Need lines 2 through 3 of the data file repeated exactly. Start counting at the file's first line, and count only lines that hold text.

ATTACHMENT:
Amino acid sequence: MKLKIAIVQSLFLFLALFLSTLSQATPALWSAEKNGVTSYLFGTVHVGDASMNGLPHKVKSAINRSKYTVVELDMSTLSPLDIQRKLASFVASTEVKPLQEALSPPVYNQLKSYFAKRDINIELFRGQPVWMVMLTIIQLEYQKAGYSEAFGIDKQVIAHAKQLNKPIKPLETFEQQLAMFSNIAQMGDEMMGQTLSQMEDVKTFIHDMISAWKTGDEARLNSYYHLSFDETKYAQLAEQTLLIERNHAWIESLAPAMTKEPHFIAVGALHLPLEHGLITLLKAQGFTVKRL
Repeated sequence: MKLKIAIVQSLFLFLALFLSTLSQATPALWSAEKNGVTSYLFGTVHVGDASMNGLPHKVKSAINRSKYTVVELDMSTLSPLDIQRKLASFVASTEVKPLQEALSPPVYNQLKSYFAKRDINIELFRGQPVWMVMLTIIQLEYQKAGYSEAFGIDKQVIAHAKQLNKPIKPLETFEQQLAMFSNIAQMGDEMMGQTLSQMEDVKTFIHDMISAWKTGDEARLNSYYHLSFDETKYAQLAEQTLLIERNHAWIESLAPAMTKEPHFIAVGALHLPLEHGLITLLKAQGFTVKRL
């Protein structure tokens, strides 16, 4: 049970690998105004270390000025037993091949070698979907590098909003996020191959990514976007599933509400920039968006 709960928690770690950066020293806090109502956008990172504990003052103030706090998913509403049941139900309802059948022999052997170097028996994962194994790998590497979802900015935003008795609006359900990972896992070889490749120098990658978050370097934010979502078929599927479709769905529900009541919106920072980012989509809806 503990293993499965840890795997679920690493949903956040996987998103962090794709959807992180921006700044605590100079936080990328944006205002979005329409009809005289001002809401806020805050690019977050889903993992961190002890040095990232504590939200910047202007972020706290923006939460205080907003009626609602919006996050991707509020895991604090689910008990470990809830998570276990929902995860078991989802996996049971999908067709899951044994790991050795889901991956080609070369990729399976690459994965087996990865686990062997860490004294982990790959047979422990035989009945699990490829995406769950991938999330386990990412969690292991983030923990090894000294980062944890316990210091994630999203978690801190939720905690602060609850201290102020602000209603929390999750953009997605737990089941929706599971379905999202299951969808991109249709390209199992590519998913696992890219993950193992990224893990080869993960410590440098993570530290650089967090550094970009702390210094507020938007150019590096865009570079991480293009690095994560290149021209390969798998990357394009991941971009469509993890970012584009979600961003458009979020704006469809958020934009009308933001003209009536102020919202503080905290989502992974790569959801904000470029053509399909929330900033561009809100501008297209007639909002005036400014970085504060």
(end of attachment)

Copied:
Repeated sequence: MKLKIAIVQSLFLFLALFLSTLSQATPALWSAEKNGVTSYLFGTVHVGDASMNGLPHKVKSAINRSKYTVVELDMSTLSPLDIQRKLASFVASTEVKPLQEALSPPVYNQLKSYFAKRDINIELFRGQPVWMVMLTIIQLEYQKAGYSEAFGIDKQVIAHAKQLNKPIKPLETFEQQLAMFSNIAQMGDEMMGQTLSQMEDVKTFIHDMISAWKTGDEARLNSYYHLSFDETKYAQLAEQTLLIERNHAWIESLAPAMTKEPHFIAVGALHLPLEHGLITLLKAQGFTVKRL
């Protein structure tokens, strides 16, 4: 049970690998105004270390000025037993091949070698979907590098909003996020191959990514976007599933509400920039968006 709960928690770690950066020293806090109502956008990172504990003052103030706090998913509403049941139900309802059948022999052997170097028996994962194994790998590497979802900015935003008795609006359900990972896992070889490749120098990658978050370097934010979502078929599927479709769905529900009541919106920072980012989509809806 503990293993499965840890795997679920690493949903956040996987998103962090794709959807992180921006700044605590100079936080990328944006205002979005329409009809005289001002809401806020805050690019977050889903993992961190002890040095990232504590939200910047202007972020706290923006939460205080907003009626609602919006996050991707509020895991604090689910008990470990809830998570276990929902995860078991989802996996049971999908067709899951044994790991050795889901991956080609070369990729399976690459994965087996990865686990062997860490004294982990790959047979422990035989009945699990490829995406769950991938999330386990990412969690292991983030923990090894000294980062944890316990210091994630999203978690801190939720905690602060609850201290102020602000209603929390999750953009997605737990089941929706599971379905999202299951969808991109249709390209199992590519998913696992890219993950193992990224893990080869993960410590440098993570530290650089967090550094970009702390210094507020938007150019590096865009570079991480293009690095994560290149021209390969798998990357394009991941971009469509993890970012584009979600961003458009979020704006469809958020934009009308933001003209009536102020919202503080905290989502992974790569959801904000470029053509399909929330900033561009809100501008297209007639909002005036400014970085504060």